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The Korean Horror Films of Ahn Byeong-ki
Ian Conrich

The new wave of Korean cinema has presented a series of distinct genre productions, which are influenced by contemporary Japanese horror cinema and traditions of the Gothic. Ahn Byeong-ki is one of Korea‘s most notable horror film directors, having made four Gothic horrors between 2000 and 2006. These transnational horrors, tales of possession and avenging forces, have repeatedly been drawn to issues of modernity, loneliness, identity, gender, and suicide. Focusing on the figure of the ghostly woman, and the horrors of modern city life in Korea, this essay considers the style of filmmaking employed by Ahn Byeong-ki in depicting, in particular, the Gothic revelation.

Gothic Studies
Johan Höglund

though, but the thin, white-faced, dark-haired and sinister female ghost figure endemic to Japanese and South Korean horror film. While the game's aesthetic and basic plot clearly draws on previous European and Japanese film by making the gamer move a small, brave and resourceful child through a hostile and notably Gothic environment, the game surprises by complicating the child's seeming innocence. The gamer is likely to grow attached to the beautifully animated Six in her yellow raincoat, and the abject nature and appearance of the creatures that

in Nordic Gothic
The demonic adoptee in The Bad Seed (1954)
Elisabeth Wesseling

-scale discrimination and abandonment of Korean GI-babies in the wake of the Korean War – i.e., children of American fathers and Korean mothers. The internationalization of adoption was inspired by religion rather than science, more specifically by Christian Americanism, a culture religion that fused a selection of vaguely outlined Christian principles with specifically American values, most notably a paternal sense of

in Gothic kinship
Liberalism and liberalisation in the niche of nature, culture, and technology
Regenia Gagnier

. The free development and articulation of the individual could only be realised by the free development and articulation of all, as Wilde had proposed. We could continue with other examples of transculturation between the Victorians and other modernising cultures. During Korea’s colonial period under the Japanese, the Theatre Arts Research Association (TARA 1931–39) leaders Yu Ch’ijin and Ham Sedŏk drew on the Irish Renaissance/Celtic Twilight ‘to establish a New Drama in Korea’ (Hwang, 2012 ). Between 1910

in Interventions
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Suicide and the Gothic in modern Japanese literature and culture
Katarzyna Ancuta

of memories which both men need to appropriate for their purpose, in particular those related to the 1860 uprising led by their great-grandfather’s younger brother and the events of 1945 which saw their brother, S., beaten to death in retaliation for the earlier attack of the Japanese villagers on a Korean settlement in the valley. Hoping to recreate the 1860 rebellion, Takashi instigates the looting of the supermarket that belongs to the Korean ‘Emperor of Supermarkets’, who now wields economic power over the area, but the victory is short-lived, as the villagers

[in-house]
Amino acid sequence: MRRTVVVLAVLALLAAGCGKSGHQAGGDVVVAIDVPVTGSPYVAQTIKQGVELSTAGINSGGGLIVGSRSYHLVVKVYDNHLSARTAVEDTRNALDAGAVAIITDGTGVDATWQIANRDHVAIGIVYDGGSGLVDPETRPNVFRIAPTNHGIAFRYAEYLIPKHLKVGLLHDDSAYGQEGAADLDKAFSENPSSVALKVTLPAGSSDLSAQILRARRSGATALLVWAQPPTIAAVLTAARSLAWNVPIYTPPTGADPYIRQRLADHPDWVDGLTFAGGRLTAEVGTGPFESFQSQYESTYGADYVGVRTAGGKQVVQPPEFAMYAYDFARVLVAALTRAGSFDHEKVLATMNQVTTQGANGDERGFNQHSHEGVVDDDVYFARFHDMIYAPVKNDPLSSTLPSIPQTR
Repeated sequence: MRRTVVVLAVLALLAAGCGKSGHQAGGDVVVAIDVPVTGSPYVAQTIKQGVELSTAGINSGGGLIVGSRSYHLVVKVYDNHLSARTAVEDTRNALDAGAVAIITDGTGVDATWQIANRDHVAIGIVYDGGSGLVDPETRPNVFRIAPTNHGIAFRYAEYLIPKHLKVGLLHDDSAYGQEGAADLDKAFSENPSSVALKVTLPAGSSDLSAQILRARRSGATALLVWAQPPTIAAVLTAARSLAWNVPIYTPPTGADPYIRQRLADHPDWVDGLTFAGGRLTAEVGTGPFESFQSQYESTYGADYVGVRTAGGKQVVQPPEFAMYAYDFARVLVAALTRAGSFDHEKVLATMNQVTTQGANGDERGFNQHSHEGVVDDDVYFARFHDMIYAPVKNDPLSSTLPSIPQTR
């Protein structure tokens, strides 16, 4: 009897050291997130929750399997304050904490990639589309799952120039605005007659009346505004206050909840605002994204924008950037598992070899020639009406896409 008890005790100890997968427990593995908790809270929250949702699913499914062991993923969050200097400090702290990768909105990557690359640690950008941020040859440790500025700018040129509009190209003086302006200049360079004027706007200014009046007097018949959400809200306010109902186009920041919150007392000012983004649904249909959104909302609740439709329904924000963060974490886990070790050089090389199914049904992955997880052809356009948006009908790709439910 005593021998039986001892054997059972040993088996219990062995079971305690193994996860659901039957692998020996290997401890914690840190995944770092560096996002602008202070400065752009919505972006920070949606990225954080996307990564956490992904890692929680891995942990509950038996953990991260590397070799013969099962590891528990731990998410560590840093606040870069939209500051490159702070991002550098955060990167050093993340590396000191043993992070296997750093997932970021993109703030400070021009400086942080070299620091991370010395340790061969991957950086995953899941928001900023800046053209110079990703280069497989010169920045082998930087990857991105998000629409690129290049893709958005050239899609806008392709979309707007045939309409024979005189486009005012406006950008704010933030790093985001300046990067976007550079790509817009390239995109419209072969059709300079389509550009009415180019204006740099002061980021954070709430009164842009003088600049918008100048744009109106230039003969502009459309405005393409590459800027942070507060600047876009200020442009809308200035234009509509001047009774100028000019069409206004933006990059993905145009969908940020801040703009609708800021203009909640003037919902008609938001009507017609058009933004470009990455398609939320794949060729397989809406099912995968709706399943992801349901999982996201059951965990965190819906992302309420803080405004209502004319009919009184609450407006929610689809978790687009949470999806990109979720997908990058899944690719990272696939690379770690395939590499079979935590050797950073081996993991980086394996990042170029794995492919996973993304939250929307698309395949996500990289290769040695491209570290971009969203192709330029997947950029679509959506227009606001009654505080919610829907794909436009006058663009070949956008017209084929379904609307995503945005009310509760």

in Suicide and the Gothic
REC and the contemporary horror film
Agnieszka Soltysik Monnet

the film, and we realise that the earlier scenes served to visually foreshadow her death. In a related strategy, the 2004 South Korean horror film R-Point uses a green night-vision-inspired lens whenever the camera adopts the perspective of a ghost watching the main characters. It is as if the dead see the world with built-in night vision, in a specifically cinematic coding of difference, not

in Monstrous media/spectral subjects
Dreams and the dreamlike in Pose (2019)
Lydia Ayame Hiraide

), ‘ Necropolitics ’, trans. Libby Meintjes , Public Culture , 15 : 1 , 11 – 40 . Ota , Kendall , ‘ Queer Heterotopias in “straight(ish)” Spaces: The Case of Korean Spas ’, Sexualities , 14 : 9 ( 2020 ), 1049 – 63

in Dreams and atrocity
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Costume, performance and power in 1953
Lisa Mullen

continuing rationing, recession and unemployment resulted in mass lay-offs of workers in Lancashire; in the summer of 1952, 33 per cent of spinning operatives and 22 per cent of weaving operatives were either unemployed or on short time. 95 The ‘textiles crisis’, as it became known, prompted Sir Raymond Streat, chairman of the Cotton Board, to call an international conference at Buxton in September which concluded that the low demand was caused by a combination of ‘not just increasing Japanese competition, but also Korean War stockpiling, import controls in Australia and

in Mid-century gothic
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Colette Balmain

thinking about the gothic in an age of globalisation and cosmopolitanism: one which is best expressed by the term globalgothic. The films discussed in this chapter are the award-winning portmanteau Kwaidan ( Kaidan , Masaki Kobayashi, Japan: 1964 ) and A Tale of Two Sisters ( Janghwa Hongryeon , Kim Jee-woon, South Korea: 2003 ), two films that exemplify the merging of the global with the

in Globalgothic
Representing organ trafficking in Asian cinemas
Katarzyna Ancuta

economically privileged Asian countries, such as Japan, Taiwan or South Korea, three countries identified as major beneficiaries in the films. Last but not least, the chapter offers a reading of the potentially gothic figures of vengeance appearing in the films (ghosts, resurrected neo-humans, victims-turned-abusers) in terms of a narrative strategy of resistance devised to empower the

in Neoliberal Gothic